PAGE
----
EU firms in the post-COVID-19 environment: Investment-debt trade-offs and the optimal sequencing of policy responses
Covid-19 and the related lockdown have taken their toll on the EU corporate sector. A sudden drop in revenues and only partly adjustable costs have led to a fast depletion of firms’ cash buffers, even in the context of strong policy intervention.Several studies have shown a large share of firms facing liquidity shortfalls during 2020 (Banerjee et al. 2020, OECD 2020, Demmou et al. 2020, and EC 2020).1 In a first exercise (EIB 2020a), using an accounting approach, we estimate that even after strong policy intervention, 51%-58% of EU firms face liquidity shortfalls after three months of lockdown (Table 1).
Table 1 Liquidity shortfall of non-financial corporations under various scenarios and across time (EU)
Source: ORBIS2 and EIB calculations.
Note: Based on EU27. The columns “Share” indicates the proportion of corporates that do not have enough cash to withstand their payment obligations over the period, as percent of the population (1st column) and of value added (2nd column).
With expectation of a U-shaped recovery, we extend this exercise to assess the possible medium-term strategic choices for firms. We use a comprehensive dataset of more than 1.3 million non-financial corporates located in the EU, accounting for around €3 trillion of assets in the final sample. We present four alternative scenarios, to account for (1) strength of the immediate policy support and (2) length of the normalisation period.3 The impact of the crisis is illustrated by adjusting each component of net revenues symmetrically for all firms. Under each scenario, we account for the change in corporate activity using the calibrations presented in Table 2.
Table 2 Calibration assumptions
We compute the cumulative net revenue loss for each individual firm. The median reduction in net revenues could range between 5% and 10% of total assets across the four scenarios (Figure 1). SMEs will suffer a reduction between 6% and 11% of assets. Larger corporates would be significantly less impacted, from 2% to 4% of assets. Weighting the estimates by size reduces the overall decline in net revenues to 4% to 8% of total assets, a loss between €1.9 trillion and €3.4 trillion, or from 13% to 24% of EU GDP.
Figure 1 Net revenues reduction associated to various scenarios (median, % of total assets)
Source: ORBIS and EIB calculations.
Figure 2 Filling the gap: Impact on investment and indebtedness (% of GDP, EU economy)
Source: ORBIS, Eurostat and EIB calculations.
Notes: Results under the benign scenario (heightened policy support and 3 months normalisation period)
A trade-off between investment and leverage
We focus on the most benign scenario (heightened policy support and three months normalisation) and consider a simplified accounting identity to illustrate the impact of lower revenues on the main balance sheet components.4 The simplified identity assumes that all earnings are retained. Net revenues finance the accumulation of cash and liquid assets, real investment, and debt reduction. Hence, in this framework, lower net revenues can result in reduced cash balance, increased indebtedness, and lower investment.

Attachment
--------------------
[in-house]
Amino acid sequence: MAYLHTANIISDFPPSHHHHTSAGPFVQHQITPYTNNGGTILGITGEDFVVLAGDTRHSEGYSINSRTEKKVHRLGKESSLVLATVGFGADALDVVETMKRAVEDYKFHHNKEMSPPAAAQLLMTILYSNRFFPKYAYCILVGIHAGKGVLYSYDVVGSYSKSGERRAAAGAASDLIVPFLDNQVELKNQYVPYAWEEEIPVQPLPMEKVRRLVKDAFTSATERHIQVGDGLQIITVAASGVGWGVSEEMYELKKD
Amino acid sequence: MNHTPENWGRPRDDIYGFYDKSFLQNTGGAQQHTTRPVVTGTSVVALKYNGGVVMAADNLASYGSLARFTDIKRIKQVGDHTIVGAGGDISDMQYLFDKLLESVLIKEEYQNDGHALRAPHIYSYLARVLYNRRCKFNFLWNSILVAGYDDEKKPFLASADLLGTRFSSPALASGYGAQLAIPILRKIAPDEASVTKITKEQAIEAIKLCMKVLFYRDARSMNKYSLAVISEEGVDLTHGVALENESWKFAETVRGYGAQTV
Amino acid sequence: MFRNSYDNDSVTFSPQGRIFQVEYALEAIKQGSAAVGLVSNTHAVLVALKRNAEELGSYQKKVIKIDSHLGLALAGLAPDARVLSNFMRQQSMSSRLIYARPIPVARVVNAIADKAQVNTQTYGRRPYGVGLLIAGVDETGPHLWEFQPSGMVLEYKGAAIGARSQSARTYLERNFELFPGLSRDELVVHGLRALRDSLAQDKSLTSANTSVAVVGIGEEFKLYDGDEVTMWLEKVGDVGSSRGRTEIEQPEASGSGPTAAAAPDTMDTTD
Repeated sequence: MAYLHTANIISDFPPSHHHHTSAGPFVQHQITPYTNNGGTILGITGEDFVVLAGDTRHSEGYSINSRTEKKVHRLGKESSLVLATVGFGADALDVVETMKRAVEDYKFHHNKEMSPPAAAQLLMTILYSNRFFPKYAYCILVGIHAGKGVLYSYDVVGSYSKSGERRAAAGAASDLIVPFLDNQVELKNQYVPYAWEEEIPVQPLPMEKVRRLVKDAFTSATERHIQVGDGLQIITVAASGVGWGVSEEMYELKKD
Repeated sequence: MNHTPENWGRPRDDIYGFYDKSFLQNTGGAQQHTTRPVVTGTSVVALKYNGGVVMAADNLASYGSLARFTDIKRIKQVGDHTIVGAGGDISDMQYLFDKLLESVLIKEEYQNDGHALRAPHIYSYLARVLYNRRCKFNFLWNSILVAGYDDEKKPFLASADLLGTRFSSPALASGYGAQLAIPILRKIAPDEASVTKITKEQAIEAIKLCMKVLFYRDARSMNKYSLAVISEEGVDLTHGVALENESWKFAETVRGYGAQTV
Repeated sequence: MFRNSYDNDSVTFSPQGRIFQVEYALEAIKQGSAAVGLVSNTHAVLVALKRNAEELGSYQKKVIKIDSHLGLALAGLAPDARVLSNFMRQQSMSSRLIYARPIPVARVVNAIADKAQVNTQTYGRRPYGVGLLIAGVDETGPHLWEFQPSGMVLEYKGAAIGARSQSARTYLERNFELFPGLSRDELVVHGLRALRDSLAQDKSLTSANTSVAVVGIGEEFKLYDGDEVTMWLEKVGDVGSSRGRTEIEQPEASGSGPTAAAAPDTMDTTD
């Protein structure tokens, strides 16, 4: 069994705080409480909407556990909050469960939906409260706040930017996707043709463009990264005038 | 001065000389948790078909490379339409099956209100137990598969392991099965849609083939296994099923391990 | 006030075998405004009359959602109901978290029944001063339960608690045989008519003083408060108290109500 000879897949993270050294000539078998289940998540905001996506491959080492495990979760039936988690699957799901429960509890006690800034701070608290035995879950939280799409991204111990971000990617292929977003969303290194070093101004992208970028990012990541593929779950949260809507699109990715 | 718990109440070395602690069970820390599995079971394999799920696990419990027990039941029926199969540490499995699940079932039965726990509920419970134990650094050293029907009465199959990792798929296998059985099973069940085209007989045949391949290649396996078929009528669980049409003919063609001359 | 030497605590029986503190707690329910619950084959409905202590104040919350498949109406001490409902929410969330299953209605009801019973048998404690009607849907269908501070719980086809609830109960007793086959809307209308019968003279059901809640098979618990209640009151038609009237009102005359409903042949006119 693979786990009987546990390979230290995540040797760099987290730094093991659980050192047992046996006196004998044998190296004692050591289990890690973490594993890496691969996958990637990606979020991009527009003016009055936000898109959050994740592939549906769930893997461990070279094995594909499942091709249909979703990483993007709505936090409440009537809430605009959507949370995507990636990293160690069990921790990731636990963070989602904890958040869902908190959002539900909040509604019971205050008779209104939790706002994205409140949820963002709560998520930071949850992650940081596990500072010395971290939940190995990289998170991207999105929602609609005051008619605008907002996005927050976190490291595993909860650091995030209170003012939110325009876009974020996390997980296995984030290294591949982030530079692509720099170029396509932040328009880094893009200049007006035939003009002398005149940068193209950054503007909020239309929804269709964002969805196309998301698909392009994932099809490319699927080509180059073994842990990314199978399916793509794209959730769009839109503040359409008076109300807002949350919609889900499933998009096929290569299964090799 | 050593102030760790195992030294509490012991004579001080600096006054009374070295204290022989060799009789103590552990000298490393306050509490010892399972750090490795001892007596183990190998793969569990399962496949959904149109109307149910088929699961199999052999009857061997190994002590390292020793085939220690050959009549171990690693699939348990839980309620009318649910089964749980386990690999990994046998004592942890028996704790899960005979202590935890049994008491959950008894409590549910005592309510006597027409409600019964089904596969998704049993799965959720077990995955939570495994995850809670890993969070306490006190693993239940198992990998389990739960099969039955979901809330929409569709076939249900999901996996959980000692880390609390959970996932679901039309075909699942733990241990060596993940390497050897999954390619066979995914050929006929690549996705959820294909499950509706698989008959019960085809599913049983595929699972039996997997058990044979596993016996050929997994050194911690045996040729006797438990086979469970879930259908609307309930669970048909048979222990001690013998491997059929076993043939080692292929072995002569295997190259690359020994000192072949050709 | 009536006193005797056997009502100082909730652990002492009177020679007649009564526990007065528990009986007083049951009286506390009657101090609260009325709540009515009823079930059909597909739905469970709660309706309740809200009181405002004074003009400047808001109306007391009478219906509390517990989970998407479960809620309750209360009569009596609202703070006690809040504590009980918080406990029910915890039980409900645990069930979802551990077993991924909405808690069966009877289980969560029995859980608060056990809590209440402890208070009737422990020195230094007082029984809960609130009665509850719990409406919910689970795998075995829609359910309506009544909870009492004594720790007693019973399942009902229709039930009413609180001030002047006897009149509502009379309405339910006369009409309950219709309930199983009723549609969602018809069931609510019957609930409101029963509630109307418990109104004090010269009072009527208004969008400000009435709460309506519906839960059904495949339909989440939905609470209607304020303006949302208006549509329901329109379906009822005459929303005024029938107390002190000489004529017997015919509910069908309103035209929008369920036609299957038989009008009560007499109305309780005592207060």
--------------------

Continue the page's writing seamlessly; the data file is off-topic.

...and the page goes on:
Cash buffers can absorb a small part of the reduction in net revenues, especially as EU corporates entered the crisis with sizeable cash positions. During the lockdown period, these positions have decreased, but after the crisis it is unlikely that most firms will fully restore their cash positions. We estimate that during the Lehman and sovereign debt crises, cash positions were reduced by 2% of GDP. According to current forecasts, during the Covid-19 crisis, output will be reduced by up to twice as much than during the financial crises. Moreover, given the current very low interest rate environment, the return on cash and liquid assets is almost nil. Hence, we assume that following the Covid-19 crisis, cash positions will absorb 3% of GDP of the loss in net revenues.
EU corporate investment shrinks by 31% to 52% while corporate indebtedness rises by 4% to 6% of GDP (Figure 2). According to the EIB Investment Survey, two-thirds of EU corporate investment is financed internally. Hence, after drawing on cash positions, around two-thirds of the losses in net revenues (which, after drawing on cash positions represent 10% of GDP) would be absorbed by lower investment, a reduction of 7% of GDP, equivalent to a decline of 52% in corporate investment. Debt would also contribute to fill up the gap, rising by around 4% of GDP. Alternatively, corporations could increase their access to external finance. Assuming that the whole sample of firms tap external finance (even those that do not do so in normal times), the share of external financing would rise from one-third to 60% of total financing.5 Investment would then be reduced by 4% of GDP (a fall of 31% compared to the level in 2019) but indebtedness would increase by 6% of GDP. The fall in corporate investment would be around twice that recorded during the financial crisis, when corporate investment fell by 19%. This is in line with forecasts that project a much higher impact on GDP, and with the EC findings of a cumulative drop in private investment of €831 billion in 2020 and 2021 taken together (see EC 2020).
An optimal sequencing of policy support
Policymakers have acted swiftly, pledging support and stepping up measures to support corporates as developments have unfolded. Wage subsidies, tax deferrals, and loan payment moratoria have been alleviating the cash flow problems of firms. All member states have implemented some form of tax forbearance or some form of wage subsidy. However, these programmes are limited in time, scope, and scale.
Central banks, supervisory authorities, and governments have deployed specific measures to maintain the credit channel. Announcements on targeted longer-term refinancing operations (TLTRO) and easing on collateral requirements have secured banks’ access to long-term credit through the crisis. Supervision authorities have provided early indications to banks to use capital and liquidity buffers through the crisis, as well as guidance on provisioning through the cycle. This has been complemented by the widespread use of national credit guarantee schemes, and at the EU-level, the set-up of exceptional financing facilities, such as the Pan-European Guarantee Fund.